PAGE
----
Lindita Sinanaj and Florian Kalaja from the School of Magistrates; Klaus Hage, Presiding Judge at the Administrative Court of Minden (from left to right)
Lindita Sinanaj and Florian Kalaja from the School of Magistrates; Klaus Hage, Presiding Judge at the Administrative Court of Minden (from left to right)
Albania

First introduced as an independent branch of the court system in 2012, Albanian administrative jurisdiction is still the subject of many discussions concerning its differentiation from other jurisdictions. Within this context, the IRZ and the School of Magistrates organised a seminar on the interdependence between administrative and civil jurisdiction, which took place on 26 and 27 September 2019. This event was aimed at:

  • judges,
  • public prosecutors and
  • ombudsman employees.

At the start of the seminar, Lindita Sinanaj and Florian Kalaja from the School of Magistrates gave an introduction to Albanian administrative jurisdiction and explained the distinction between this and ordinary jurisdiction. The IRZ expert Klaus Hage, Presiding Judge at the Administrative Court of Minden, compared this with the German legal system and covered the following points concerning the differentiation between the different jurisdictions:

  • ordinary jurisdiction as opposed to special jurisdiction,
  • definition of public legal disputes and
  • legal basis: the powers of the German Federal Administrative Court over administrative courts of appeal and administrative courts of first instance.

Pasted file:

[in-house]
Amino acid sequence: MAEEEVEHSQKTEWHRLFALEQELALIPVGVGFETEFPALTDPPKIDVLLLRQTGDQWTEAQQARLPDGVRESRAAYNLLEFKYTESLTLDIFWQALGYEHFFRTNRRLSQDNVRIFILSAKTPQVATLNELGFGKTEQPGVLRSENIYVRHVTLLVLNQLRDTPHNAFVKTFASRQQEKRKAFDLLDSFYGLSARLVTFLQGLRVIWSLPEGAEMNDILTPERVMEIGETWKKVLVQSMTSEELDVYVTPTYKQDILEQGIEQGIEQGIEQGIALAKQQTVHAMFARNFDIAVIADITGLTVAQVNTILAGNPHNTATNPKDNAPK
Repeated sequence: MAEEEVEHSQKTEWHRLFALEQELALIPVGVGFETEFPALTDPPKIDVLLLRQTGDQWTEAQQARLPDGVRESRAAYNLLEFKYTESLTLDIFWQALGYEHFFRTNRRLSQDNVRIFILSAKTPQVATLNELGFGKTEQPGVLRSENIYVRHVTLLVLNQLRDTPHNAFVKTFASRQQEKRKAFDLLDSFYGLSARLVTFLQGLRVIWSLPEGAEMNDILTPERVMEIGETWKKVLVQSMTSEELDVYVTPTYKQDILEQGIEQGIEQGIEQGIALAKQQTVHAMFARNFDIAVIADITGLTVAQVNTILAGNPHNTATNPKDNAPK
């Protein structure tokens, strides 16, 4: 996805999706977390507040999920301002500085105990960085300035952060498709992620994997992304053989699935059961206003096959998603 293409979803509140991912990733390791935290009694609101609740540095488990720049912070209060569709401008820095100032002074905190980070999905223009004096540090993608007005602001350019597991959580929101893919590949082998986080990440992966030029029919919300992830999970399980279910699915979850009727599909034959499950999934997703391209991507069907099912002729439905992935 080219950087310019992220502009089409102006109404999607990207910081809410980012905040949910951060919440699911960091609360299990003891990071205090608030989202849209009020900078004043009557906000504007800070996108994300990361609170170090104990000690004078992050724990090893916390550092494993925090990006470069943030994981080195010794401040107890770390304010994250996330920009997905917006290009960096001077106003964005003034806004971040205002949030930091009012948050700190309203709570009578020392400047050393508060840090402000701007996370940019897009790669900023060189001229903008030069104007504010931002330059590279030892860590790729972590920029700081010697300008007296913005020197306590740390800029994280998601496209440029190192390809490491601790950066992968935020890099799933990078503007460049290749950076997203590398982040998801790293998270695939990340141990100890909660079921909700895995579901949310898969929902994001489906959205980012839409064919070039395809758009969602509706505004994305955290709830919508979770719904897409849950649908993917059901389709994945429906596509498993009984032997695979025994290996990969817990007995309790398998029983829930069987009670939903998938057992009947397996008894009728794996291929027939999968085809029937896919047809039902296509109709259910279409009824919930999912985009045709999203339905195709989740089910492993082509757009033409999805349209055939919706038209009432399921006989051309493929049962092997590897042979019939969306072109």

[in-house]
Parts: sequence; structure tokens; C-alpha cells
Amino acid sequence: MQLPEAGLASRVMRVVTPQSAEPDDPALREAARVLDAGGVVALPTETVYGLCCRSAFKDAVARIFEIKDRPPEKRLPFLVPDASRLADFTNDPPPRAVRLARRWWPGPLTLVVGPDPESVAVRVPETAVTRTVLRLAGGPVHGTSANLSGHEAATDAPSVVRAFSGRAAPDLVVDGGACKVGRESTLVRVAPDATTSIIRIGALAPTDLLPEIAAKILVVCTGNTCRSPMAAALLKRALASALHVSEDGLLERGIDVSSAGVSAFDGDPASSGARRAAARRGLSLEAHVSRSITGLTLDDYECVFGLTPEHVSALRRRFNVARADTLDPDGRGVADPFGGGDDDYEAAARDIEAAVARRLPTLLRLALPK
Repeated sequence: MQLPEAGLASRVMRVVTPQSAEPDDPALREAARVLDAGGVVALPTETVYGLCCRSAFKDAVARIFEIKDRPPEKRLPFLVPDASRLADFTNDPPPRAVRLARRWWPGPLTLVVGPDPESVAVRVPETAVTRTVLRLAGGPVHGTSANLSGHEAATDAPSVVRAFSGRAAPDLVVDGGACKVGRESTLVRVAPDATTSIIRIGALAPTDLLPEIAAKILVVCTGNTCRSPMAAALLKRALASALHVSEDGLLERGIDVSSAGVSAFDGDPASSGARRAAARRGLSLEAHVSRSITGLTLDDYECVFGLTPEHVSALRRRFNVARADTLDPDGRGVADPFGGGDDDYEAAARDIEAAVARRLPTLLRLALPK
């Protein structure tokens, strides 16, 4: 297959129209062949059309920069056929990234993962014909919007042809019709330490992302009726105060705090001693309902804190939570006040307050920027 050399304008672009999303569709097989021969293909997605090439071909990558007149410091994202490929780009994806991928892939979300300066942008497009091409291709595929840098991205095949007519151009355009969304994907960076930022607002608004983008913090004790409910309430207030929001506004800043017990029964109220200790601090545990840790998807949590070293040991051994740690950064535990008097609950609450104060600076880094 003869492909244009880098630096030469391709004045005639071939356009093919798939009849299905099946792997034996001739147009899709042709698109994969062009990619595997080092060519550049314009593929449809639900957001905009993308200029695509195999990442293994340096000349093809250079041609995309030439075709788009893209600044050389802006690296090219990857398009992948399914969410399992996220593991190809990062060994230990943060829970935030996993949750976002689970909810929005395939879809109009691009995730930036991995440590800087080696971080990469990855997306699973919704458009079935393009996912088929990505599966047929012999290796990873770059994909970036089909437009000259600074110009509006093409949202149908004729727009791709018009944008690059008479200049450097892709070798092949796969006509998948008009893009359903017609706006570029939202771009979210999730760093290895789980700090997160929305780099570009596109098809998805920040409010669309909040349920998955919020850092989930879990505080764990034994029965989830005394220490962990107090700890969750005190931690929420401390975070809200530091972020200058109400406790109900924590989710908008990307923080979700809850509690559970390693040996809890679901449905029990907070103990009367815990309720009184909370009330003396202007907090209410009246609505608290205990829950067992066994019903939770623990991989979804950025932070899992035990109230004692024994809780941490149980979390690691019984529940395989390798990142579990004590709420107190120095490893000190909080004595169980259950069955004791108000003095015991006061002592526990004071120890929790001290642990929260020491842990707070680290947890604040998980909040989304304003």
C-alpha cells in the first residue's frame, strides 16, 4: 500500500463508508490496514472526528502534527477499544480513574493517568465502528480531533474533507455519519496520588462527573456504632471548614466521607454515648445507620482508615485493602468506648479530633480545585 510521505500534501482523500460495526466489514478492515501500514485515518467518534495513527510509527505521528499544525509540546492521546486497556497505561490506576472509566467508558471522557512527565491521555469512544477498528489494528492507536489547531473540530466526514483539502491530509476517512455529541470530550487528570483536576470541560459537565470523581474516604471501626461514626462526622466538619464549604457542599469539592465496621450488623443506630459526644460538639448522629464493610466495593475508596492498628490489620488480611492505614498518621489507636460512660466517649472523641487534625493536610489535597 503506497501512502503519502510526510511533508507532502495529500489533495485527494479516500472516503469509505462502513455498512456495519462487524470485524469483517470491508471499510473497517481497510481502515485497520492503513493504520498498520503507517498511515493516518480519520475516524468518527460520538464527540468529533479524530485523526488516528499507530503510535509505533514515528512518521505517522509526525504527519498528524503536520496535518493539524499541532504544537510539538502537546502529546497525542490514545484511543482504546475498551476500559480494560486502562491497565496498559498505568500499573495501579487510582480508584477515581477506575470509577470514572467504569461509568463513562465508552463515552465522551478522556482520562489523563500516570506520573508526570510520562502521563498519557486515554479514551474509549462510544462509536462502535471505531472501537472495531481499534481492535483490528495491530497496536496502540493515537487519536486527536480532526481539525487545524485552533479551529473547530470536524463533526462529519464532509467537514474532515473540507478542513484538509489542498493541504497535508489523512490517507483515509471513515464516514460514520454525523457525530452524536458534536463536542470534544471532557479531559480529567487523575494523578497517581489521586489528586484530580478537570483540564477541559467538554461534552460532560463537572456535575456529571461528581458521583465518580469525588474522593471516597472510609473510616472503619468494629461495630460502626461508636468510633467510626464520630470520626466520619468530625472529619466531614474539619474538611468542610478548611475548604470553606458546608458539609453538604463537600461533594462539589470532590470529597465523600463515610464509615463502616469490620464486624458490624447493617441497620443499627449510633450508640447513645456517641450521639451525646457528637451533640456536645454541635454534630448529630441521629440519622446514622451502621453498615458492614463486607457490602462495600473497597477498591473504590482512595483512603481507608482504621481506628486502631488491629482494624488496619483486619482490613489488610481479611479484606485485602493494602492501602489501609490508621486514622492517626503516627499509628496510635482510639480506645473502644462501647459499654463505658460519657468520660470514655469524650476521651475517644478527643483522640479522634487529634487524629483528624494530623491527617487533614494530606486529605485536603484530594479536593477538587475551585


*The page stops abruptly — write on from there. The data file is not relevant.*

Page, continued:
Klaus Hage then went on to explain German administrative jurisdiction in more detail, by giving the 18 participants a deeper insight into the decision-making bodies and the transfer of the legal dispute to the individual judge, as well as the stages of appeal and the approval process. Lindita Sinanaj and Florian Kalaja closed the first day of the seminar with a presentation of Albanian cases of legal disputes concerning management agreements and legal jurisdiction in approval claims.

On the following day, Klaus Hage presented the influences of European law on German administrative jurisdiction, focussing on the following points, amongst others:

  • primary and secondary EU legislation,
  • enforcement of EU law by national authorities and
  • legal protection against EU legislative measures.
Once he had completed this group of subjects by giving case examples, for which the participants had to compare German with EU law, the Albanian experts rounded off the seminar with a lecture on the limits of ordinary jurisdiction and of the administrative court in disputes concerning normative acts.